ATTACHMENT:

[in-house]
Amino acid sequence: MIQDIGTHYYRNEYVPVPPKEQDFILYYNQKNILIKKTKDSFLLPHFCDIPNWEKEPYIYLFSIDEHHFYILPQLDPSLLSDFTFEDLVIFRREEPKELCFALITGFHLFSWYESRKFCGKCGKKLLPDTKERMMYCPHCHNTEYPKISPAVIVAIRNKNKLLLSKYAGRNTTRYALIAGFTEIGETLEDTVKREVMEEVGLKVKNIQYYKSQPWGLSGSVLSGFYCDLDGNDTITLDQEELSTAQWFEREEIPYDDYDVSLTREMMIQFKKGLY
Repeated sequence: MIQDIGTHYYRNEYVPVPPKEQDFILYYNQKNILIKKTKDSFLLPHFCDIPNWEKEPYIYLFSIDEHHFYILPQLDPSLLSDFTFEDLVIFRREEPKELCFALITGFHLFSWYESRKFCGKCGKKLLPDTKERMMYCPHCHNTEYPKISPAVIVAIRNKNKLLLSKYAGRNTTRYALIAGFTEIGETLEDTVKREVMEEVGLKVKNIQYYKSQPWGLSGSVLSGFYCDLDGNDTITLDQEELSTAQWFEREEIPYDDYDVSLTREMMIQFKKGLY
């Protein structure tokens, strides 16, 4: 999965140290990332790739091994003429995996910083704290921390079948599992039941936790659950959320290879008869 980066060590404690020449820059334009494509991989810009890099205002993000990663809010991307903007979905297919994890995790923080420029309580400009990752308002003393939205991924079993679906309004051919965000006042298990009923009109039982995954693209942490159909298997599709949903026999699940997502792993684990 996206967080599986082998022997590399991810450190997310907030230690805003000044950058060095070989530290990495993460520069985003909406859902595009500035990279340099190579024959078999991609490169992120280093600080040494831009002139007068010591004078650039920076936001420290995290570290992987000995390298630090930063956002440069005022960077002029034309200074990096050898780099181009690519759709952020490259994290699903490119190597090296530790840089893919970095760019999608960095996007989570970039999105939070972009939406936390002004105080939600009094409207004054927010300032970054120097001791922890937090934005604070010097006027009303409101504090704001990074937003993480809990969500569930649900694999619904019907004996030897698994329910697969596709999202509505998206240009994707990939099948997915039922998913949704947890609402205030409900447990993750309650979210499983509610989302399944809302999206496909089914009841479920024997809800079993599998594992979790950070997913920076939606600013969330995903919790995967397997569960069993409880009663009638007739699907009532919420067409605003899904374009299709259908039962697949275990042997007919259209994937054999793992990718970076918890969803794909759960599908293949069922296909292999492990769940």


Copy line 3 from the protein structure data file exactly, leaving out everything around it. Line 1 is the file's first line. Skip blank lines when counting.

Repeated sequence: MIQDIGTHYYRNEYVPVPPKEQDFILYYNQKNILIKKTKDSFLLPHFCDIPNWEKEPYIYLFSIDEHHFYILPQLDPSLLSDFTFEDLVIFRREEPKELCFALITGFHLFSWYESRKFCGKCGKKLLPDTKERMMYCPHCHNTEYPKISPAVIVAIRNKNKLLLSKYAGRNTTRYALIAGFTEIGETLEDTVKREVMEEVGLKVKNIQYYKSQPWGLSGSVLSGFYCDLDGNDTITLDQEELSTAQWFEREEIPYDDYDVSLTREMMIQFKKGLY